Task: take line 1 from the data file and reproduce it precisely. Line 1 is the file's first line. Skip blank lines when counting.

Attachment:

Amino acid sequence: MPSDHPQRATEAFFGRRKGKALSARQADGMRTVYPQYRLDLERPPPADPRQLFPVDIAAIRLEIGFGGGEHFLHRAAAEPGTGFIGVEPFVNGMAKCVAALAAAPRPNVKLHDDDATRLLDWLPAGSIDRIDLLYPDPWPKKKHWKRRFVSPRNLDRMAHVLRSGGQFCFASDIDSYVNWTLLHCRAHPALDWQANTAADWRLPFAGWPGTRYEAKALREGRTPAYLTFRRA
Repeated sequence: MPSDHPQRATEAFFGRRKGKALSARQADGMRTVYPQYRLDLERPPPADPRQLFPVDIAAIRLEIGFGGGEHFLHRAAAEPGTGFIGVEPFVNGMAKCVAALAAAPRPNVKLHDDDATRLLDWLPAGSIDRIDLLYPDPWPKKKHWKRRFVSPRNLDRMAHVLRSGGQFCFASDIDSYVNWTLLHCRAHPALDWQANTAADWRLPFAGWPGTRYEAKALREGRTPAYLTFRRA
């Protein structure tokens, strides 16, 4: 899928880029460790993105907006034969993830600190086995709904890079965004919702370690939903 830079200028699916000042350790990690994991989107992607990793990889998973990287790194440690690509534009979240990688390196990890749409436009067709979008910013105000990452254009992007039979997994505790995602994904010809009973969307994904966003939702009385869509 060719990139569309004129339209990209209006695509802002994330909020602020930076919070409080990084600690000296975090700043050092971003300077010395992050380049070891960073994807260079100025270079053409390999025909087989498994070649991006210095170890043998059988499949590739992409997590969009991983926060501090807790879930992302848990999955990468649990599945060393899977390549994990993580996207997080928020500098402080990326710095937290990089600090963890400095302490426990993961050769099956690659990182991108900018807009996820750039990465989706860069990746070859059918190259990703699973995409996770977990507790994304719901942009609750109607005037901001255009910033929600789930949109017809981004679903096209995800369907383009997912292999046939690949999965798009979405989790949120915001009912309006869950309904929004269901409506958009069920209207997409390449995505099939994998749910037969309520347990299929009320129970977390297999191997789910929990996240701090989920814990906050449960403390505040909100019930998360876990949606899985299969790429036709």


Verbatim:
Amino acid sequence: MPSDHPQRATEAFFGRRKGKALSARQADGMRTVYPQYRLDLERPPPADPRQLFPVDIAAIRLEIGFGGGEHFLHRAAAEPGTGFIGVEPFVNGMAKCVAALAAAPRPNVKLHDDDATRLLDWLPAGSIDRIDLLYPDPWPKKKHWKRRFVSPRNLDRMAHVLRSGGQFCFASDIDSYVNWTLLHCRAHPALDWQANTAADWRLPFAGWPGTRYEAKALREGRTPAYLTFRRA